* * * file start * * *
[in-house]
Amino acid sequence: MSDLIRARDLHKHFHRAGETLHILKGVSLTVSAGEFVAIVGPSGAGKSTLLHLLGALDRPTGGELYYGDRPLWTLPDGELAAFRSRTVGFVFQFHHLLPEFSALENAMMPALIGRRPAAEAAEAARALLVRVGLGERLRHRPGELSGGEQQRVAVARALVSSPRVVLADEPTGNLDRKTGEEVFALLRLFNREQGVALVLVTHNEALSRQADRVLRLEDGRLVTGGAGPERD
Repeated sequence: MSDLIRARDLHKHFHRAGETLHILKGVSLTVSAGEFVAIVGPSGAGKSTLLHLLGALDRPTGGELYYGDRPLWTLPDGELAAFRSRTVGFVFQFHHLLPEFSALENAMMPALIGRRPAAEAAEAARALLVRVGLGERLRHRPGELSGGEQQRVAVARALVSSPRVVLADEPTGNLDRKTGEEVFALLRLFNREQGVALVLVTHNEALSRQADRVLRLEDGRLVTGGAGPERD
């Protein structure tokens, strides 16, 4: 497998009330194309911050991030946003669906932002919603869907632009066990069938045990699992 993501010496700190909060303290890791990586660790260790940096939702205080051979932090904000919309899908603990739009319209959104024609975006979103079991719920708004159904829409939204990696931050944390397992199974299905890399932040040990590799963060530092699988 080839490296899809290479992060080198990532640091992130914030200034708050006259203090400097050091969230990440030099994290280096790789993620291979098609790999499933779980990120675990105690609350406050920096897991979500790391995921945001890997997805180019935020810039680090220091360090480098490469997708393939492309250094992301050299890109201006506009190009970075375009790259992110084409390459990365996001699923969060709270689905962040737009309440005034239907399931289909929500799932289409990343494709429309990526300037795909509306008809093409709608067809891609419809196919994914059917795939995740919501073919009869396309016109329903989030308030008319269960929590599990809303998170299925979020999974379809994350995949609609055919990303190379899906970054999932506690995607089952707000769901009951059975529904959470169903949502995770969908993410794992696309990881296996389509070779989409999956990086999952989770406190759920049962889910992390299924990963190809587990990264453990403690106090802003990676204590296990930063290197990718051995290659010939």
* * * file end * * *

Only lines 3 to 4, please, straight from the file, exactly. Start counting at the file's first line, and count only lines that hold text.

Repeated sequence: MSDLIRARDLHKHFHRAGETLHILKGVSLTVSAGEFVAIVGPSGAGKSTLLHLLGALDRPTGGELYYGDRPLWTLPDGELAAFRSRTVGFVFQFHHLLPEFSALENAMMPALIGRRPAAEAAEAARALLVRVGLGERLRHRPGELSGGEQQRVAVARALVSSPRVVLADEPTGNLDRKTGEEVFALLRLFNREQGVALVLVTHNEALSRQADRVLRLEDGRLVTGGAGPERD
């Protein structure tokens, strides 16, 4: 497998009330194309911050991030946003669906932002919603869907632009066990069938045990699992 993501010496700190909060303290890791990586660790260790940096939702205080051979932090904000919309899908603990739009319209959104024609975006979103079991719920708004159904829409939204990696931050944390397992199974299905890399932040040990590799963060530092699988 080839490296899809290479992060080198990532640091992130914030200034708050006259203090400097050091969230990440030099994290280096790789993620291979098609790999499933779980990120675990105690609350406050920096897991979500790391995921945001890997997805180019935020810039680090220091360090480098490469997708393939492309250094992301050299890109201006506009190009970075375009790259992110084409390459990365996001699923969060709270689905962040737009309440005034239907399931289909929500799932289409990343494709429309990526300037795909509306008809093409709608067809891609419809196919994914059917795939995740919501073919009869396309016109329903989030308030008319269960929590599990809303998170299925979020999974379809994350995949609609055919990303190379899906970054999932506690995607089952707000769901009951059975529904959470169903949502995770969908993410794992696309990881296996389509070779989409999956990086999952989770406190759920049962889910992390299924990963190809587990990264453990403690106090802003990676204590296990930063290197990718051995290659010939």